'Unacceptable' delay by church on abuse claims
THE Catholic Church took almost four months to report allegations of child sex abuse despite new guidelines requiring that all incidents be immediately notified to gardai and the HSE.
A HSE audit has found "significant weaknesses" in how children are protected in some of the country's 24 dioceses, and says the State should take a hands-on role and make sure protection standards are fully implemented.
This is because some dioceses had "misinterpreted" guidelines introduced in 2009 with a "wide variation" in reporting procedures and "significant weaknesses" identified.
Clogher diocese showed an "unacceptable" delay of up to four months to report three allegations made in 2009, it found, while some claims were still not being reported in Ferns.
The report examined all allegations of abuse made against diocesan priests dating from the 1970s up to November last.
The HSE Audit of Safeguarding Arrangements in the Catholic Church in Ireland found that 579 allegations about 189 priests were notified to the dioceses subject to the audit.
Some 31 diocesan priests have been convicted of sexual abuse. One had more than 40 allegations made against him.
Children's Minister Frances Fitzgerald said the report was a "mixed picture" and showed the need for improvements.
"There are still concerns that a number of dioceses have yet to make improvements and they could do more in terms of protection of children," she said.
"It also expresses some concerns about delays in reporting allegations. It's a mixed picture, and work still needs to be done."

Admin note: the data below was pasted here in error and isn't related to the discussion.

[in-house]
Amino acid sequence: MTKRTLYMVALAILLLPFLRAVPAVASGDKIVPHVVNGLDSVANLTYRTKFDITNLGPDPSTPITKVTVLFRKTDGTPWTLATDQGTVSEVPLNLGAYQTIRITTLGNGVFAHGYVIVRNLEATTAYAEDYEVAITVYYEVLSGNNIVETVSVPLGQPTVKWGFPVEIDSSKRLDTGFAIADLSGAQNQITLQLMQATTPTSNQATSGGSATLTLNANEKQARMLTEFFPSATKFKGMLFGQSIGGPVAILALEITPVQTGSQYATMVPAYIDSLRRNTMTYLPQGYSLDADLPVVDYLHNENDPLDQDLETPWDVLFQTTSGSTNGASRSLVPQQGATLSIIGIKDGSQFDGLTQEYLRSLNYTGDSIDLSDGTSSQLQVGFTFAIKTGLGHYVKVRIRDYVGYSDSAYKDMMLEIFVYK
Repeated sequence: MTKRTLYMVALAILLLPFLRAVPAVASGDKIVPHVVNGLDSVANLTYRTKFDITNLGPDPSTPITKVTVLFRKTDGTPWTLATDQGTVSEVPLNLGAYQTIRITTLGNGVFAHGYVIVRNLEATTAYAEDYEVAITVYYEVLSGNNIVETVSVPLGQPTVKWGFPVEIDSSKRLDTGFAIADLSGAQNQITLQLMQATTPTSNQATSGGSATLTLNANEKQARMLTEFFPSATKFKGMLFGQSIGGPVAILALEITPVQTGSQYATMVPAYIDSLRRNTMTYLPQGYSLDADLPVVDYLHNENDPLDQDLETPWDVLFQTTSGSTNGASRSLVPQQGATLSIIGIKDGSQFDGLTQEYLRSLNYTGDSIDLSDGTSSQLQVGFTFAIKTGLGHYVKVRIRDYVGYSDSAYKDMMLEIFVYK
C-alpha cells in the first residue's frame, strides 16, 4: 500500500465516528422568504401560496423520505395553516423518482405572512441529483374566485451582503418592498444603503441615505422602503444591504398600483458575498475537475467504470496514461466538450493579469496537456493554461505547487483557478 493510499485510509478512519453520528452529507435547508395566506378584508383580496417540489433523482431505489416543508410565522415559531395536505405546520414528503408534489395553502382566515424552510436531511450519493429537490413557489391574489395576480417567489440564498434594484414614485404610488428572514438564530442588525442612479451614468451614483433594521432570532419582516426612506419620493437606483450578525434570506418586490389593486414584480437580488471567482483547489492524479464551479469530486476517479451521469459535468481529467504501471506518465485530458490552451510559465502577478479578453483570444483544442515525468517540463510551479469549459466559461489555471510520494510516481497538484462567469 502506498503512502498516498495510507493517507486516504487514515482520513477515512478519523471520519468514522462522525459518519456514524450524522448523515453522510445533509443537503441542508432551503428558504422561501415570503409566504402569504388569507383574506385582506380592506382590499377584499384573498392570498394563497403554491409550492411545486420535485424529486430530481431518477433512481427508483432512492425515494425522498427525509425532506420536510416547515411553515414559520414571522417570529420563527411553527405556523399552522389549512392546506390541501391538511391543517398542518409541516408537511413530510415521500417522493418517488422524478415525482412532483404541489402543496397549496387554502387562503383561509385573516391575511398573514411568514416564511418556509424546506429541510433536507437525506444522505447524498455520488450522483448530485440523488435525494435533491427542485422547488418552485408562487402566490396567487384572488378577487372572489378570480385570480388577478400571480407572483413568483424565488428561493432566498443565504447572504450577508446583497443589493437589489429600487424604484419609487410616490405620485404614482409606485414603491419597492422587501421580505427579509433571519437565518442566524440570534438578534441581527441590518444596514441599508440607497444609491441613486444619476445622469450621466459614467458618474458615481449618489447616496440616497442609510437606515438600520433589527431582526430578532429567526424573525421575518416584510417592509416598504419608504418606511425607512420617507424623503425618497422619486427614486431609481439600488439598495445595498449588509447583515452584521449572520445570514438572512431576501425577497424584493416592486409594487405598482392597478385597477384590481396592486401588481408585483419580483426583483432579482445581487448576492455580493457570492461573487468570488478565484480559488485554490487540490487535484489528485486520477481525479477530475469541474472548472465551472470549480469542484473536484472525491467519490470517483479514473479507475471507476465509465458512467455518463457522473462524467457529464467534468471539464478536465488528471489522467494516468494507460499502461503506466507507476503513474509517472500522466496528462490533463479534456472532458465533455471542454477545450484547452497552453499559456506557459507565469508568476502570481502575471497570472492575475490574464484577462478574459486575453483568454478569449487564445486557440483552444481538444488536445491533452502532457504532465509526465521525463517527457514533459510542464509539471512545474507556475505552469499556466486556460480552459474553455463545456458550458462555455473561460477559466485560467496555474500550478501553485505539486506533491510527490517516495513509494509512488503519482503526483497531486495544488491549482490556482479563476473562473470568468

The audit found that some dioceses "misinterpreted" the guidelines, including notifying allegations to gardai, but not the HSE, on the understanding that gardai would do so.
It also found that just 15pc of abuse allegations received by the church were reported to gardai and health chiefs with "immediacy", or within three days.
Other findings include:
• There were "significant" delays in reporting allegations to the civil authorities by some dioceses.
• Some dioceses told the HSE they had reported promptly, but this was not the case.
• However, since 2009 where there was an "immediate" risk to children, the response was generally good and included prompt removal of priests from ministry.
• Dioceses with good procedures included Kildare & Leighlin, Armagh, Waterford & Lismore, Clonfert, Elphin and Dublin.
• Ferns, Ossory and Clonfert "did not perform satisfactorily".
The report recommends that the State work with the church to address the problems identified, and that a single child protection policy be put in place.
This would include a requirement for the dioceses to regularly provide updates until there has been a "substantial and demonstrable improvement" in child protection practices.
The church's own child protection watchdog, the National Board for Safeguarding Children (NBSC), should remain in place, it adds.
Anyone distressed by publication of the HSE audit can contact the following support services:
Connect - 1800 477 477, 00800 47777 from Northern Ireland and the UK. 6-10pm Wednesday to Sunday. Dublin Rape Crisis Centre - 24-hour helpline - 1800 778 888 One in Four -- 01 6624070